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I wrote this program to match square brackets as part of a Brainf**k interpreter. I'm aware that it gets caught in an infinite loop if brackets are entered like this: ][.

  1. Are there any performance improvements I can make?
  2. Should I change any variable names?
  3. Are there other syntax errors that will break the code?
  4. How can I fix said errors?
  5. Anything else I did wrong?

//Matches an opening or closing bracket to a corresponding opening or closing bracket
int getMatchingBraceIndex(unsigned int braceIndex, char* str) {
    //Current nesting level
    int level = 0;
    //Matching brace's nesting level
    //(Matching braces have to be at the same level)
    int returnLvl = -1;

    /*******************************************************************************\
     * Note:                                                                       *
     * If brace given is open brace, iterate through string from beginning to end  *
     * If brace given is close brace, iterate through string from end to beginning *
    \*******************************************************************************/
    //If brace given is open brace
    if (str[braceIndex] == '[') {
        //Iterator
        int i = 0;

        //Iterate through given string
        for (i; i < strlen(str); i++) {
            //If current character of string is open brace
            if (str[i] == '[') {
                //Increment nesting level
                level++;
                //If current character is given brace, assume that matching brace is on the same nesting level
                if (i == braceIndex) {
                    returnLvl = level;
                }
            //If current character of string is close brace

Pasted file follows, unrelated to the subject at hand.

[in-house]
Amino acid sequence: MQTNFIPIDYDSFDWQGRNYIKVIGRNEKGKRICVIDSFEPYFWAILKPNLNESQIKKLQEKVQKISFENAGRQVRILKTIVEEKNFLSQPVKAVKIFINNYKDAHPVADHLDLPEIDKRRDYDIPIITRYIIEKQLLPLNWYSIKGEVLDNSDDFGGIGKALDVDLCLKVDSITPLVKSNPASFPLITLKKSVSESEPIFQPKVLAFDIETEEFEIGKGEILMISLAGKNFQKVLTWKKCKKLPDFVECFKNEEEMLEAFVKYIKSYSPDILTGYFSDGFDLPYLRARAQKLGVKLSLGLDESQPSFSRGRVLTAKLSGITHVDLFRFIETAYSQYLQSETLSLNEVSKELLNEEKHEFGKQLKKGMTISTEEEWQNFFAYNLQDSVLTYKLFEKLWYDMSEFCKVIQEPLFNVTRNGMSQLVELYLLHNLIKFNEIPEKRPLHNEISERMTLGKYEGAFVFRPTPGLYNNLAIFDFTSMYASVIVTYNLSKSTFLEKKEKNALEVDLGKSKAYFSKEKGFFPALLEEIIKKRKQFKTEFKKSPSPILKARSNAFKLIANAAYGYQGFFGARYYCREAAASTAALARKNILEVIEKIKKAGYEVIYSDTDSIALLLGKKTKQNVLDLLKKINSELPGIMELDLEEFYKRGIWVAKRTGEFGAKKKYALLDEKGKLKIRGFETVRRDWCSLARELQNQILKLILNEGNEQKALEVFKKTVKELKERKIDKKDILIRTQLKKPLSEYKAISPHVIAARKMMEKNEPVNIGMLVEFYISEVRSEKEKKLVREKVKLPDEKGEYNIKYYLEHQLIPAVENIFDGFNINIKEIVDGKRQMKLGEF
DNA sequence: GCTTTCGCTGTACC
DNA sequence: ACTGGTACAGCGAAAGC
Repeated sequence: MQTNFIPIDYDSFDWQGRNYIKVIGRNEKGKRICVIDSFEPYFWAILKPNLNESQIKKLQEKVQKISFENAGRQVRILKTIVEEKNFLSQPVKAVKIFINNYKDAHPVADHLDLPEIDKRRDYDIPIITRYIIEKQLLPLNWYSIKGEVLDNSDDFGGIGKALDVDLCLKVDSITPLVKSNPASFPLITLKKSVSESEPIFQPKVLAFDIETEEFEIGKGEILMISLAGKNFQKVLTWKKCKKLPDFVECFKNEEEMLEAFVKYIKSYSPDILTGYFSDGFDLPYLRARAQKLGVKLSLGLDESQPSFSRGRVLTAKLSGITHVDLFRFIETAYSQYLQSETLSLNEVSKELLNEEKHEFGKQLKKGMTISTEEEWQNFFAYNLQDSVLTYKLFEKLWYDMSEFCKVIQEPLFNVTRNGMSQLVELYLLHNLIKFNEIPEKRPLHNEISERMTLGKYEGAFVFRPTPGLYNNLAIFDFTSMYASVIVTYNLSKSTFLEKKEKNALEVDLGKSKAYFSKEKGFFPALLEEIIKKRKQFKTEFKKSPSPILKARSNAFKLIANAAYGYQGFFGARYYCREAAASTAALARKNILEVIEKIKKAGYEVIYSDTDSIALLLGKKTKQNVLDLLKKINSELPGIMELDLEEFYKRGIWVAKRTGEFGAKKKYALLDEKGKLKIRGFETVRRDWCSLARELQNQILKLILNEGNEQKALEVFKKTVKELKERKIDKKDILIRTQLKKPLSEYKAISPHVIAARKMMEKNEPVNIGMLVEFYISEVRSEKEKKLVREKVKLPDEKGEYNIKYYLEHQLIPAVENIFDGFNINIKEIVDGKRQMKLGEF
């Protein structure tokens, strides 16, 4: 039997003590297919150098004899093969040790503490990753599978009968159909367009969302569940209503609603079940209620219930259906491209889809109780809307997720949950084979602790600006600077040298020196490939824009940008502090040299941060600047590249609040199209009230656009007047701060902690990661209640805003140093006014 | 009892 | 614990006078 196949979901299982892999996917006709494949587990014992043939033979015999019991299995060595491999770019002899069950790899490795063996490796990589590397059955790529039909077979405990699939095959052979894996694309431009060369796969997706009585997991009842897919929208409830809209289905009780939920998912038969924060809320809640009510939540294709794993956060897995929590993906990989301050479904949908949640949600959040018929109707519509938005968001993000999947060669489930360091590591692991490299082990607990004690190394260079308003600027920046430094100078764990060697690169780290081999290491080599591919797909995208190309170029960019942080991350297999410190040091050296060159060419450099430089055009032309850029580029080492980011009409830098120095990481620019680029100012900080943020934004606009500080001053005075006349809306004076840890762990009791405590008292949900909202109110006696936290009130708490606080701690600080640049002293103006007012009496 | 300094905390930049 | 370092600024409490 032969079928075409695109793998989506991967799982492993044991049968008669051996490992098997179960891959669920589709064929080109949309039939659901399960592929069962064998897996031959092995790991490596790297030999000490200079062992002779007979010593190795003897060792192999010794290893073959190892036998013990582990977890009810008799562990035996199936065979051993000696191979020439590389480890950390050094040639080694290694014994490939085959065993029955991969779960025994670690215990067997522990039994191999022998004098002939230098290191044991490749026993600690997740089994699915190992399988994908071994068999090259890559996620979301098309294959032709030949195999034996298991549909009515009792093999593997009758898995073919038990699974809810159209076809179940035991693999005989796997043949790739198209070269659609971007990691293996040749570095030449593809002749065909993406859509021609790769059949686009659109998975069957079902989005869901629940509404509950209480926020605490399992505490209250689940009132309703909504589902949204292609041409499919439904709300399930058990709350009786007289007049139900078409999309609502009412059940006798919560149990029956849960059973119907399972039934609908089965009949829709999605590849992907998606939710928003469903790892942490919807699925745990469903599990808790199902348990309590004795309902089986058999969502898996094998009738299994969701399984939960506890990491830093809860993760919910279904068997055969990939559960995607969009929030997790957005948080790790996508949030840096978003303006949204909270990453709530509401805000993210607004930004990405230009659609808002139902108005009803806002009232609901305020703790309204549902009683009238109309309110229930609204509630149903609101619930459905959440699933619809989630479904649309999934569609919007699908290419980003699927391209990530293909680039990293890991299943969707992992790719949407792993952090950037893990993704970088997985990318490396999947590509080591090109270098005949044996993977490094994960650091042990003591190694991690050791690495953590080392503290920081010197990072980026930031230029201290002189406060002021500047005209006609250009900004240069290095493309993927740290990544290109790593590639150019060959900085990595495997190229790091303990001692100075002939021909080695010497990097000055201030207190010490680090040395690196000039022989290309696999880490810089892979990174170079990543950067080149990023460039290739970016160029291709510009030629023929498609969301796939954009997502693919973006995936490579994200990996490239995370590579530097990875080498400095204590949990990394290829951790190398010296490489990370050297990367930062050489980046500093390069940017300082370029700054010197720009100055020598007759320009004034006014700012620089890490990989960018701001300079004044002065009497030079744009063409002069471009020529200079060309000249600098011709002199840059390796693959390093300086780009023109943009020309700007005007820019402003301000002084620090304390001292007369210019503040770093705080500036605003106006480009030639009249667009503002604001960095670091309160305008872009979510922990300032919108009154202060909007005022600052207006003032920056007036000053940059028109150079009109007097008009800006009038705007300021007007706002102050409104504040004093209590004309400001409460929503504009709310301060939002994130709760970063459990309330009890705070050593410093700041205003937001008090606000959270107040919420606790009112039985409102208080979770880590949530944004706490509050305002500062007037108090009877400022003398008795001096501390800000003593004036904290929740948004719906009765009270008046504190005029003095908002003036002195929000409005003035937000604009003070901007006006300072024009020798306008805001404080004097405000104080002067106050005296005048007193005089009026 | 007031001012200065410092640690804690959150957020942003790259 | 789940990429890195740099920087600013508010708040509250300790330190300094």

} else if (str[i] == ']') {
                //If currnet nesting level is nesting level of matching brace, return current index
                if (level == returnLvl) {
                    return i;
                //Otherwise, decrement nesting level and keep going through the string
                } else {
                    level--;
                }
            }
        }
    //If brace given is close brace
    } else if (str[braceIndex] == ']') {
        //Iterator
        int i = strlen(str) - 1;

        //Iterate through given string
        for (i; i >= 0; i--) {
            //If current character of string is close brace
            if (str[i] == ']') {
                //Increment nesting level
                level++;
                //If current character is given brace, assume that matching brace is on the same nesting level
                if (i == braceIndex) {
                    returnLvl = level;
                }
            //If current character of string is open brace
            } else if (str[i] == '[') {
                //If nesting level is nesting level of matching brace, return current index
                if (level == returnLvl) {
                    return i;
                //Otherwise, decrement nesting level and keep going through the string
                } else {